Another significant area is managing data and acting on it. Today integration of data needs to managed from numerous sources and of varied structure and format. A key area of such integration is accessibility and another is moving the data from source to target. Also, digital enterprises are going after real-time monitoring of patterns and sequences of events, acting on even high data volumes from multiple input data sources.

So how are preparing for extracting and acting on data?

As we reported in case of flydubai, multiple building blocks is the way to go in order to attain agility and flexibility. The approach is API-led connectivity. The first layer is systems APIs (for accessing underlying systems of record), second is process APIs (provide access to non-central data, designed specifically for processes in an organisation) and experience APIs (optimization of content, paving way for channels to access data in a desired format and accessibility for devices such as wearables, how the information is displayed on any particular device). On this platform the carrier managed to transform the core system (PSS) of the airline that needs to be ready for digital transformation. The team designed the middleware around offer management, order management and customer management. The API gateway exposes all these APIs to business partners. The value of APIs lies in their ability to help in discovering new use of data.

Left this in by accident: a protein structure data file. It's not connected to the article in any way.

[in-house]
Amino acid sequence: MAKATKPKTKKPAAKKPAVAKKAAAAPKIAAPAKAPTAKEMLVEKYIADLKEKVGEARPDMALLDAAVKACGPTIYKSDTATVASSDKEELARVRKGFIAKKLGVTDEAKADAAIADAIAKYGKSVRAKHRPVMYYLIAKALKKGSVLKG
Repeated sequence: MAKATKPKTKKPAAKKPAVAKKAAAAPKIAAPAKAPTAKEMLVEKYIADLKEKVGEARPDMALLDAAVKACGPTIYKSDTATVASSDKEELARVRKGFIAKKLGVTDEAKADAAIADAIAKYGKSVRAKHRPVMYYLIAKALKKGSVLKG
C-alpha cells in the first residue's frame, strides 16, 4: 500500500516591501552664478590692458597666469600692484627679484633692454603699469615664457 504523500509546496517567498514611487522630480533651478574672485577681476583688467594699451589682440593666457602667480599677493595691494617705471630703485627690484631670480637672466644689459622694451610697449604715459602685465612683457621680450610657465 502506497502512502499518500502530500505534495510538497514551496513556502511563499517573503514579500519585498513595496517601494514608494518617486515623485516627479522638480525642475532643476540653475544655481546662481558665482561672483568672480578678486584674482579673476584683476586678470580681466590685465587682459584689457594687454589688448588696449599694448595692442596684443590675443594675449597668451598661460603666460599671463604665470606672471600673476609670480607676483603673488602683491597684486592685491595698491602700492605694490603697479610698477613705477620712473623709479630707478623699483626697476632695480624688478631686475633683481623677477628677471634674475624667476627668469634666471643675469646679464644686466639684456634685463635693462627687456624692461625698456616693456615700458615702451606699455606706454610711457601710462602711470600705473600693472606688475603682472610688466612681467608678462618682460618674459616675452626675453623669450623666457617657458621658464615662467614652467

Travel technology specialists are also working on new platforms where real-time business intelligence can be leveraged for personalisation of offers. Also, the platform, running in parallel to an airline’s PSS, would feature complete PSS booking connectivity and document processing capability.

The journey of airlines, be it for low cost carriers or full service airlines, is going to be different, each can chart their own path. Digital transformation isn’t new anymore, and there are plenty of lessons to learn from. Define the scope appropriately, embrace fast iteration concept approach and definitely avoid expensive product development approach. Keep passengers in the loop - how much change are passengers willing to accept? And act accordingly.